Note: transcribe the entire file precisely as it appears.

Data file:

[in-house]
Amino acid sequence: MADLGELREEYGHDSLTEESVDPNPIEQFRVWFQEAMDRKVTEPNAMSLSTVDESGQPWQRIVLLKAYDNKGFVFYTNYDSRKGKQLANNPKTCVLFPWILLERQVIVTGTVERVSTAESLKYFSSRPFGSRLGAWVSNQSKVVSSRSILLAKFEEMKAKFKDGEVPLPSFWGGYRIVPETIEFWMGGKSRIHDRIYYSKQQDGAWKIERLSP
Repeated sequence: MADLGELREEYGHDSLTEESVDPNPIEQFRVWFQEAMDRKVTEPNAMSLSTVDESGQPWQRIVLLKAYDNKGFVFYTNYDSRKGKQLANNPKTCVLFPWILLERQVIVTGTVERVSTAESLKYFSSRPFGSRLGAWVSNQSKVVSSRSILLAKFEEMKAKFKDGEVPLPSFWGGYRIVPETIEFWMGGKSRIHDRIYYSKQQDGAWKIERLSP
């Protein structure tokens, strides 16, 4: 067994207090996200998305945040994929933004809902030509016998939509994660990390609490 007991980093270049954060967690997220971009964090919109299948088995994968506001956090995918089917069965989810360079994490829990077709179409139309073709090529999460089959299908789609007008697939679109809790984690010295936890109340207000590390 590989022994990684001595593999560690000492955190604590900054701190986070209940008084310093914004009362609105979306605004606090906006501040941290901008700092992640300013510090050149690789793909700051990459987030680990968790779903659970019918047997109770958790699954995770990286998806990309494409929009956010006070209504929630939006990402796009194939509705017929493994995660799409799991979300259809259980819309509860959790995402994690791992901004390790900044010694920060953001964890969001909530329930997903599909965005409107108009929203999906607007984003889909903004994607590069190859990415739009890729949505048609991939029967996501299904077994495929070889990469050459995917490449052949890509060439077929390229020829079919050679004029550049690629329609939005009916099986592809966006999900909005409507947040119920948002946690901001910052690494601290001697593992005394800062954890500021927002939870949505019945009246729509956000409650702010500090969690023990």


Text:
[in-house]
Amino acid sequence: MADLGELREEYGHDSLTEESVDPNPIEQFRVWFQEAMDRKVTEPNAMSLSTVDESGQPWQRIVLLKAYDNKGFVFYTNYDSRKGKQLANNPKTCVLFPWILLERQVIVTGTVERVSTAESLKYFSSRPFGSRLGAWVSNQSKVVSSRSILLAKFEEMKAKFKDGEVPLPSFWGGYRIVPETIEFWMGGKSRIHDRIYYSKQQDGAWKIERLSP
Repeated sequence: MADLGELREEYGHDSLTEESVDPNPIEQFRVWFQEAMDRKVTEPNAMSLSTVDESGQPWQRIVLLKAYDNKGFVFYTNYDSRKGKQLANNPKTCVLFPWILLERQVIVTGTVERVSTAESLKYFSSRPFGSRLGAWVSNQSKVVSSRSILLAKFEEMKAKFKDGEVPLPSFWGGYRIVPETIEFWMGGKSRIHDRIYYSKQQDGAWKIERLSP
């Protein structure tokens, strides 16, 4: 067994207090996200998305945040994929933004809902030509016998939509994660990390609490 007991980093270049954060967690997220971009964090919109299948088995994968506001956090995918089917069965989810360079994490829990077709179409139309073709090529999460089959299908789609007008697939679109809790984690010295936890109340207000590390 590989022994990684001595593999560690000492955190604590900054701190986070209940008084310093914004009362609105979306605004606090906006501040941290901008700092992640300013510090050149690789793909700051990459987030680990968790779903659970019918047997109770958790699954995770990286998806990309494409929009956010006070209504929630939006990402796009194939509705017929493994995660799409799991979300259809259980819309509860959790995402994690791992901004390790900044010694920060953001964890969001909530329930997903599909965005409107108009929203999906607007984003889909903004994607590069190859990415739009890729949505048609991939029967996501299904077994495929070889990469050459995917490449052949890509060439077929390229020829079919050679004029550049690629329609939005009916099986592809966006999900909005409507947040119920948002946690901001910052690494601290001697593992005394800062954890500021927002939870949505019945009246729509956000409650702010500090969690023990």